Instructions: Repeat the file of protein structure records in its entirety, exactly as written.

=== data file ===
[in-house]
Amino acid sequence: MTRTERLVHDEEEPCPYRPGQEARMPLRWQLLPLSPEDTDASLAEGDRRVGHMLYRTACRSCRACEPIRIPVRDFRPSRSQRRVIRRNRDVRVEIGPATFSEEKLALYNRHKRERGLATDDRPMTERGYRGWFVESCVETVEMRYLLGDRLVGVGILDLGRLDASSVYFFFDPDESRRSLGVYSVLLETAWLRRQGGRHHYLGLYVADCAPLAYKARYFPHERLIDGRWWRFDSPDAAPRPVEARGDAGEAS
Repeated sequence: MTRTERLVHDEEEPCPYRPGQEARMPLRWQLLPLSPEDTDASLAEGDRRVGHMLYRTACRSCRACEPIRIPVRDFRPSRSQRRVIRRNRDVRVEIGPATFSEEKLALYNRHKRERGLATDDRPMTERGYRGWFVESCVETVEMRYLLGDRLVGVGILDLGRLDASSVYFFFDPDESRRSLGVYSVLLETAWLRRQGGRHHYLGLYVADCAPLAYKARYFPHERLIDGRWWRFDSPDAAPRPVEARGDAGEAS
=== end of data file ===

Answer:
[in-house]
Amino acid sequence: MTRTERLVHDEEEPCPYRPGQEARMPLRWQLLPLSPEDTDASLAEGDRRVGHMLYRTACRSCRACEPIRIPVRDFRPSRSQRRVIRRNRDVRVEIGPATFSEEKLALYNRHKRERGLATDDRPMTERGYRGWFVESCVETVEMRYLLGDRLVGVGILDLGRLDASSVYFFFDPDESRRSLGVYSVLLETAWLRRQGGRHHYLGLYVADCAPLAYKARYFPHERLIDGRWWRFDSPDAAPRPVEARGDAGEAS
Repeated sequence: MTRTERLVHDEEEPCPYRPGQEARMPLRWQLLPLSPEDTDASLAEGDRRVGHMLYRTACRSCRACEPIRIPVRDFRPSRSQRRVIRRNRDVRVEIGPATFSEEKLALYNRHKRERGLATDDRPMTERGYRGWFVESCVETVEMRYLLGDRLVGVGILDLGRLDASSVYFFFDPDESRRSLGVYSVLLETAWLRRQGGRHHYLGLYVADCAPLAYKARYFPHERLIDGRWWRFDSPDAAPRPVEARGDAGEAS